by Mike Newcomb – REED Concrete Pumps & Shotcrete Equipment
Shotcrete – sprayed concrete – has become a common practice for both new construction and repair and renovation. Concrete can be sprayed by one of two processes – one is “dry shotcrete” or “gunite” in which case dry material floats to the end of the hose via compressed air, then water is added at the nozzle. The second process “wet shotcrete” is the process whereby the material is mixed with water, added to the pump, then conveyed in a wet slug through the pipeline until it reaches the nozzle where air is then added to give the material velocity so it will stick to the wall or overhead.
People sometimes ask “which is better – Gunite or Shotcrete?”. The answer to that question is “it depends on many different factors” which will be discussed below.
Neither method is clearly “better” than the other across the board. To know whether you should be using dry process shotcrete (gunite) or wet shotcrete depends on the variables of each job. Every job is different and these are the things you must consider before choosing wet or dry:
- job size (quantity of shotcrete required)
- application rate required (cubic yards or cubic meters per hour or shift)
- material availability (distance from job site (sand/ cement) transport method)
- availability of air compressor
- availability of water
- storage space
- nozzleman skill
We will look at the question as an accountant would:
Dry Mix (Gunite)
Gunite Machine, hoses, nozzle – $13,000 – $20,000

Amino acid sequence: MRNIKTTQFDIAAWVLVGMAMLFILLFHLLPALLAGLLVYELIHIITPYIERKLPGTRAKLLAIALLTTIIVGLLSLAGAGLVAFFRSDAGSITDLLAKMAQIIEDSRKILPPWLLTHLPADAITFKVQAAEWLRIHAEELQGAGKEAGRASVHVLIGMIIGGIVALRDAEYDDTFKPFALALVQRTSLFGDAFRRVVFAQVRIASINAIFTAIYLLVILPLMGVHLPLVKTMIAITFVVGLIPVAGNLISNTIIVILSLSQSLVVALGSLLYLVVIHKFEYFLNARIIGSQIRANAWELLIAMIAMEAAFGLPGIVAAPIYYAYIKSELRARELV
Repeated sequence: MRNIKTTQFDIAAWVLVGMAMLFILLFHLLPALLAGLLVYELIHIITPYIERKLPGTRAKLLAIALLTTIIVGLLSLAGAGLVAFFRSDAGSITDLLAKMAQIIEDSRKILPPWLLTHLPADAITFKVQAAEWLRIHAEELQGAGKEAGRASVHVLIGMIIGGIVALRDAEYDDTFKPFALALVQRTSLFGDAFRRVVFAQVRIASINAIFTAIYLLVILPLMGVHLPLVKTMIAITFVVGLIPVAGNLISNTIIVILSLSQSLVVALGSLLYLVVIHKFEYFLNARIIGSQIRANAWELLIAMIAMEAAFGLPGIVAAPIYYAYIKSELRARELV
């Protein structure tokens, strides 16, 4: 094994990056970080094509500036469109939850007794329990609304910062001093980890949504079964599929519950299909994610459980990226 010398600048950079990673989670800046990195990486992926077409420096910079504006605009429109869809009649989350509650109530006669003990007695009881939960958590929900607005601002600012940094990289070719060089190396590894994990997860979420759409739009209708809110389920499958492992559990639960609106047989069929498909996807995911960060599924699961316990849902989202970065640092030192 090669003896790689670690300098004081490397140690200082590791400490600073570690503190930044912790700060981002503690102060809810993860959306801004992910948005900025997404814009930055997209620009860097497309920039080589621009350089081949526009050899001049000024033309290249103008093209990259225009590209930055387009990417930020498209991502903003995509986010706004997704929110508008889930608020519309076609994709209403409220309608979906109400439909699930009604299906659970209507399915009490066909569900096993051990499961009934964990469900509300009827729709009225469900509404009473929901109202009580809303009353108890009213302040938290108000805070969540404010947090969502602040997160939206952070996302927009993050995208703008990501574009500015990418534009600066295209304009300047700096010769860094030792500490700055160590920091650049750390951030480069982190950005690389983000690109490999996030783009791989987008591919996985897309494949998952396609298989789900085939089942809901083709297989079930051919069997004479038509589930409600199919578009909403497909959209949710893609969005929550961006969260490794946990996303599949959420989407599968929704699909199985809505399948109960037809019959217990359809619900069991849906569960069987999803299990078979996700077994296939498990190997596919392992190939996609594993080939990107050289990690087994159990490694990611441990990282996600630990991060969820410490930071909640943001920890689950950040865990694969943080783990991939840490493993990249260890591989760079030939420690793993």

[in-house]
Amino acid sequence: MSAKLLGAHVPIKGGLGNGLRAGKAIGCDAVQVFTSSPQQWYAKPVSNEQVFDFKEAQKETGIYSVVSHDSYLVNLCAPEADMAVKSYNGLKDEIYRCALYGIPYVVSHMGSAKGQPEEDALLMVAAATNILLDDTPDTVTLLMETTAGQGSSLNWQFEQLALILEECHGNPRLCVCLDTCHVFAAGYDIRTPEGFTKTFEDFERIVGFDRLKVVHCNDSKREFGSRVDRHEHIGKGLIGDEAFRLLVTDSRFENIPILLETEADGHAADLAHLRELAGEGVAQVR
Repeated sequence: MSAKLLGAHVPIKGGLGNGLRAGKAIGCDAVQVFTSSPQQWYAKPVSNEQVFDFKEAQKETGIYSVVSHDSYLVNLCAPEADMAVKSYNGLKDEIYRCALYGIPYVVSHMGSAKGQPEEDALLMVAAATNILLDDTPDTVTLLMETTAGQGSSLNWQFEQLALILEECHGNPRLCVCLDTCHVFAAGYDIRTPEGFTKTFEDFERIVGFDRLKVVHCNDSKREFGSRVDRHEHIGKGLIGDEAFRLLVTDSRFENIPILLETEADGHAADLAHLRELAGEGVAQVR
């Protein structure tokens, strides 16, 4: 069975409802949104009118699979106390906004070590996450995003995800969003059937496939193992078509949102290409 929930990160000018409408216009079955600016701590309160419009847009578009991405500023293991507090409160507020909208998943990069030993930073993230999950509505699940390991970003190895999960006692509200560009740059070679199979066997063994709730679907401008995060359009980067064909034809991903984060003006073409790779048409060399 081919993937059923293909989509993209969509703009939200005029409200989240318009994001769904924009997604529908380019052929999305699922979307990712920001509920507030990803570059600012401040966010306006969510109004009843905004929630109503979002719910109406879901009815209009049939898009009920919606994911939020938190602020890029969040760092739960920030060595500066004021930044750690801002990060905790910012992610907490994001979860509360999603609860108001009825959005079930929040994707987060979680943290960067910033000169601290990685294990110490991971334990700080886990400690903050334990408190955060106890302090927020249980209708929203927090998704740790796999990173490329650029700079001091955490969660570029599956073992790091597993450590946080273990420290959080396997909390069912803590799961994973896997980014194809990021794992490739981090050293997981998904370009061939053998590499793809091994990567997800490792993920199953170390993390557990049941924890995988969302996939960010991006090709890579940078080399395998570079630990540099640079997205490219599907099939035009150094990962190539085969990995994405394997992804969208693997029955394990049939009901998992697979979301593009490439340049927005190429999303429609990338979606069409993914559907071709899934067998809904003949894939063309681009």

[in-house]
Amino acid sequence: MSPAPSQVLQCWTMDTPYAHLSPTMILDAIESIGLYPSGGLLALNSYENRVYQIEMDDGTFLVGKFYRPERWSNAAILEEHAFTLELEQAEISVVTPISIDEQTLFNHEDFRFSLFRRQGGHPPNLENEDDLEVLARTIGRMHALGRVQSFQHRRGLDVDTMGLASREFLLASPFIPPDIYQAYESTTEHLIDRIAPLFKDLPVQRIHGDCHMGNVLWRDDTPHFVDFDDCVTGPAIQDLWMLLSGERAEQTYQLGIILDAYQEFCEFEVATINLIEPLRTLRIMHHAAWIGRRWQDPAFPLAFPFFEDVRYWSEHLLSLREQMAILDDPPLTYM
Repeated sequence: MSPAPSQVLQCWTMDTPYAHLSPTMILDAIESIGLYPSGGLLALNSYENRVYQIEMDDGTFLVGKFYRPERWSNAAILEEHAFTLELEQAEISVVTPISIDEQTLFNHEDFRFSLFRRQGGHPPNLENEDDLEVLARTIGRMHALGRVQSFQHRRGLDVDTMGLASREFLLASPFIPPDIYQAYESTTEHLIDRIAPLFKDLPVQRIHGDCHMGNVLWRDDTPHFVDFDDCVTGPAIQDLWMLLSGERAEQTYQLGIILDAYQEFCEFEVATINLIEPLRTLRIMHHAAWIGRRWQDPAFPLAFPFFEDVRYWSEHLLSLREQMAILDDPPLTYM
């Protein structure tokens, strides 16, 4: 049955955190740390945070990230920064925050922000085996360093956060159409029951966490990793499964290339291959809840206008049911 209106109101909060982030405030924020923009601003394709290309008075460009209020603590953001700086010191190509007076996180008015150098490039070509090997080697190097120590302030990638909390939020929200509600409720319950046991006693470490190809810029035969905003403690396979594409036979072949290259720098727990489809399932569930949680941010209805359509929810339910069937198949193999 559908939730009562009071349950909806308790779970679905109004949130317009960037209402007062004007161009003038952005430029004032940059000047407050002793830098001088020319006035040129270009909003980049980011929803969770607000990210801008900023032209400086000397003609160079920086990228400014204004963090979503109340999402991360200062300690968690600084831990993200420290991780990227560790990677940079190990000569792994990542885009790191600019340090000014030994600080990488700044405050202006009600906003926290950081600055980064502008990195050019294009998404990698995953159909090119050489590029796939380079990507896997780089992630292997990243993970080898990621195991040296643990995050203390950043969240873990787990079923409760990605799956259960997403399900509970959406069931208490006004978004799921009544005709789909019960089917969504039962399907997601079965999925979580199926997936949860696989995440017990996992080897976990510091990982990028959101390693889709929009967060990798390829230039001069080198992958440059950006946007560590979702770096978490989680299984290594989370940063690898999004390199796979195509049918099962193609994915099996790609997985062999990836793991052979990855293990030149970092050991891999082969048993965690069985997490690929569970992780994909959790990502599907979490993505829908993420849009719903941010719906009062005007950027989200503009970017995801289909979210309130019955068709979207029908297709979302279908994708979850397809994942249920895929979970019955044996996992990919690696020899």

Air compressor – $40,000 – $70,000 (dry process requires a much larger air compressor than wet process, so if a large air compressor is already on the jobsite – major bonus!)
Total cost equipment $53,000 – $90,000 (but only if you need to purchase a compressor – it’s also quite easy to rent a compressor at a rental yard)
Shotcreting Capacity 8-15 cubic yards/hr (depending on model and configuration chosen)
Wet Concrete/Shotcrete Pump, hoses, nozzle – $90,000 – $175,000 (a wide variety of models and options are available today (including track mounting))
Air Compressor – $20,000 – $40,000 (wet process requires a smaller compressor (185 cfm – 375 cfm – depending on how much auxiliary air is required for blowpipe, etc))
Total cost equipment $110,000 – $215,000 (if purchasing compressor)
Shotcreting Capacity 12-20 cubic yards/hr
As you can see, the initial cost of wet or dry shotcrete is very different. It’s especially cost effective to use the Gunite (dry shotcrete) process if your company already has a large air compressor on site – in which case the dry-process wins the “equipment cost per applied yard capacity” competition hands-down.
Material availability varies widely throughout the world. Some parts of the world use the dry method – and another areas of the would predominantly use the wet method. It seems when years ago the idea of shotcreting was introduced to an area it was done so using one method. This method grabbed root and became accepted by the local engineers and contractors. With this in mind, the material suppliers got their specific product dialed in. In some areas, preblended dry materials are quite common – sometimes just pallets of small 90 lb bags – sometimes much larger 1000, 1500, 2200 or 3000 lb bags/totes/supersacks which are lifted over the machines with a forklift. In other areas, ready mixed concrete is convenient to order, and quite reliable. In some parts of the world that have been using “wet shotcrete” for decades, there will be ready mix facilities that have it “dialed in”. Other parts of the world haven’t quite gotten the wet shotcrete mix designs figured out, and spraying wet concrete can be a challenge.